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The Wonder Years Go Back To The Burbs.

November 11, 2014

TheWonderYearsJF01aText by Beth Ann Downey. Images by Jessica Flynn.

Of the patronage in Michael’s Family Restaurant tonight, it is doubtful you’d be able to find one person under the age of 50.

Taylor Swift and other comparable pop tunes play overhead at the Montgomeryville joint. The crowd, dispersed amongst seafoam green vinyl booths, enjoys the traditional diner faire, stocked salad bar and treats from the artfully organized pastry display.

It’s the kind of suburban spot where older customers can eat alone without feeling out-of-place. It’s a place where strangers can easily talk to each other over the wall between booths, or where the friendly waitstaff will greet you by name and listen attentively to your best new news.

This is the place about which Lansdale-based pop punk titans The Wonder Years wrote the song “Coffee Eyes,” off their 2012 release Suburbia I’ve Given You All and Now I’m Nothing. While many of the same characteristics described in the song are apparent tonight, the diner seems different for frontman Dan Campbell, who would often hang out here with friends in their high school days. The waitress he references in the song, named Patty, now works at a diner down the street.

But as what proves true for most of us about relics of our childhood, some things about Michael’s haven’t changed for Campbell at all.

“Every time I eat the fries here I get really sick,” says Campbell, more commonly known as Soupy to friends and fans alike, upon seeing his order. “So what’s going to happen is I really want them and I’m going to eat them. But then, when I have to literally run for a while, it’s because of the fries. You didn’t need to know about my bowel movements but now you do.”

Despite the impending gastrointestinal issues, it’s nights like these that make Campbell happy to be living in Lansdale. Matt Brasch, guitarist for The Wonder Years, is in tow but opts for just a coffee. Brasch also lives in Lansdale but says he still ventures to the city frequently.

The two play flag football every week together with a group of friends, including bandmates Josh Martin and Casey Cavaliere, and both enjoy having a yard now just as much as they did when they were kids. Though Campbell misses biking everywhere like he did when he lived in Philly, he gets his dose of city life when visiting his girlfriend, who resides in Brooklyn.

“The idea of, ‘Oh we’ve gotta move to the city,’ when you’re in college or fresh out of it?” he says. “When it’s like, ‘That’s where all the bars and stuff are?’ That doesn’t appeal to me anyway.”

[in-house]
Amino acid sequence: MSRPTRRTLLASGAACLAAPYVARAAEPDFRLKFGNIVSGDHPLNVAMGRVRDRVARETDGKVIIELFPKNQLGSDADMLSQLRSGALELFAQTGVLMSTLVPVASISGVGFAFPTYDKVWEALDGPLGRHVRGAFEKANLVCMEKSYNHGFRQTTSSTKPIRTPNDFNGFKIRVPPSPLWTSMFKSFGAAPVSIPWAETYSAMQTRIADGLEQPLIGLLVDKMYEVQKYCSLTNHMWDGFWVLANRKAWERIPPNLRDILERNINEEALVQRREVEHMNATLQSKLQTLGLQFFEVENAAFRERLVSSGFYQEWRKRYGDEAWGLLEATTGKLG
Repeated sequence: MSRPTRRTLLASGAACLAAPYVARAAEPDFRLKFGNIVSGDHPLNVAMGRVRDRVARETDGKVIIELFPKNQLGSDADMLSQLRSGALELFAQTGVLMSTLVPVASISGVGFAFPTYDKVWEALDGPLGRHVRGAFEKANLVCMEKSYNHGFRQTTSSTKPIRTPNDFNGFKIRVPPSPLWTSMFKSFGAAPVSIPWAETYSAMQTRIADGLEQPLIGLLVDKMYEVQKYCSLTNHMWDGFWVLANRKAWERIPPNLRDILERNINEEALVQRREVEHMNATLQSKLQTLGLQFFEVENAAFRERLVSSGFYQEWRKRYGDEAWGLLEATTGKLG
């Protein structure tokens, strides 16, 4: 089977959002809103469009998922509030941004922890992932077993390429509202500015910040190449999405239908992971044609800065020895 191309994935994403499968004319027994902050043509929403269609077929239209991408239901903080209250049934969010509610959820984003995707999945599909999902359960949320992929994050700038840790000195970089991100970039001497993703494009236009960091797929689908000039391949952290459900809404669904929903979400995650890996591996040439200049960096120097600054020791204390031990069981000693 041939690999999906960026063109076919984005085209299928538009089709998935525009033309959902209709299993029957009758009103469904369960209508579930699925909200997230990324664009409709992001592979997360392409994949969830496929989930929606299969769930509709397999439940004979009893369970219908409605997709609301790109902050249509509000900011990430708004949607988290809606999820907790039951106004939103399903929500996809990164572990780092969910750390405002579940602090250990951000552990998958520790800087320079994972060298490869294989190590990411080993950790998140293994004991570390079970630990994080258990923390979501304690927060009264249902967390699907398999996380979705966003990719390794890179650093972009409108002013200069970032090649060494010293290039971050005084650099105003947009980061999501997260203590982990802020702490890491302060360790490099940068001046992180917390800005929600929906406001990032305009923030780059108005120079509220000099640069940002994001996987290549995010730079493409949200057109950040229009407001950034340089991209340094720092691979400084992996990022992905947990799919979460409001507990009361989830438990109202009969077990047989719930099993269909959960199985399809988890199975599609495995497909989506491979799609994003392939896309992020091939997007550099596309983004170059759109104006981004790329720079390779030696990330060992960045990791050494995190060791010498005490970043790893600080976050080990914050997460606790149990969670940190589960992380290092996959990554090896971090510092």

It’s fitting for a man whose lyrics echo the experiences of many suburban kids, to have never really moved on. Just as “Coffee Eyes” spells out verbatim, he ended up right back where he’d left.

TheWonderYearsJF22There are many reasons why someone would enjoy living out adulthood where they spent their youth. Campbell’s reasons don’t include his mother’s cooking.

“I don’t think my mom knows how to cook a Sunday dinner,” he says. “Bless her heart, but she’s not a chef.”

Campbell’s parents were just 20 and 21 years old when they had him. They didn’t know how to cook then and not much has changed. He grew up eating only what could be microwaved. That’s the reason why he’s still a very picky eater who orders out for almost every meal. His diet consists mostly of pizza, candy and chicken, but only if it’s boneless.

“I’m a child when it comes to food,” he says.

But childhood wasn’t so bad. At least it’s what gave him the DIY mentality he still holds today. Campbell remembers, as a 15-year-old, opening the phone book and highlighting every YMCA, library, fire hall, VFW, Knights of Columbus, Fraternal Order of the Eagle hall, Boys and Girls Club or church that he could con into allowing him and his friends to play shows at.

“I’d call them all and be like, ‘Hey, I’m trying to set up a teen band jam night to help keep kids off drugs,’” he says. “I would pretend I was 18 and illegally sign contracts to rent these places out.”

He guesses they averaged 100 to 150 people per show, but they weren’t all that size.

“I remember there was one at the YMCA, where we had 500-plus” he adds. “It was a total attitude of we didn’t need to appease anyone to do it. That’s a great middle class American privilege, that idea of nothing was going to stand in my way but me. I could pull it off if I wanted to pull it off.”

The Wonder Years formed in 2005 when Campbell had just finished his first year of college and the others finished high school. He and Brasch went to Temple University and Cavaliere joined them in Philly, attending Drexel University. Martin went to Millersville University and drummer Mike Kennedy attended Bloomsburg University.

Campbell received a degree in secondary education and English, something he still plans to use in a future career. He first lived on Bancroft Street in Newbold, which he says is now a much nicer area than when he lived there because of new businesses like the South Philadelphia Taproom. Back then, it was where he got jacked at gunpoint and saw his pizza guy get robbed right in front of his house. He then moved into an apartment above a flower shop at Broad and Porter streets, where his landlord was a total dickhead with probable mafia ties. Lastly, he lived at 6th and Manton streets.